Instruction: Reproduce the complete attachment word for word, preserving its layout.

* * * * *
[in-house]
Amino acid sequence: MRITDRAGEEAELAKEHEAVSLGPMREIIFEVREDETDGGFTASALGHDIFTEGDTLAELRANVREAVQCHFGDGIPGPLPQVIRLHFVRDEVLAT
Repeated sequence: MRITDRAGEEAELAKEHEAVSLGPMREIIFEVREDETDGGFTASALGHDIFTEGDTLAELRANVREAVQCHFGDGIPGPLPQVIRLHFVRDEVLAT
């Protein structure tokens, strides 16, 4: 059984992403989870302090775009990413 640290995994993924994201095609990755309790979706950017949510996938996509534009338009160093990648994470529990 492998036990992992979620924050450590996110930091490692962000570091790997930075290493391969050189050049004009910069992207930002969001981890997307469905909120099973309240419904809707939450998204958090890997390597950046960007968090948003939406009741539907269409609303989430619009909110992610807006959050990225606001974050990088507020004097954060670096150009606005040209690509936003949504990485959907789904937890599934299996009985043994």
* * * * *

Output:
[in-house]
Amino acid sequence: MRITDRAGEEAELAKEHEAVSLGPMREIIFEVREDETDGGFTASALGHDIFTEGDTLAELRANVREAVQCHFGDGIPGPLPQVIRLHFVRDEVLAT
Repeated sequence: MRITDRAGEEAELAKEHEAVSLGPMREIIFEVREDETDGGFTASALGHDIFTEGDTLAELRANVREAVQCHFGDGIPGPLPQVIRLHFVRDEVLAT
């Protein structure tokens, strides 16, 4: 059984992403989870302090775009990413 640290995994993924994201095609990755309790979706950017949510996938996509534009338009160093990648994470529990 492998036990992992979620924050450590996110930091490692962000570091790997930075290493391969050189050049004009910069992207930002969001981890997307469905909120099973309240419904809707939450998204958090890997390597950046960007968090948003939406009741539907269409609303989430619009909110992610807006959050990225606001974050990088507020004097954060670096150009606005040209690509936003949504990485959907789904937890599934299996009985043994």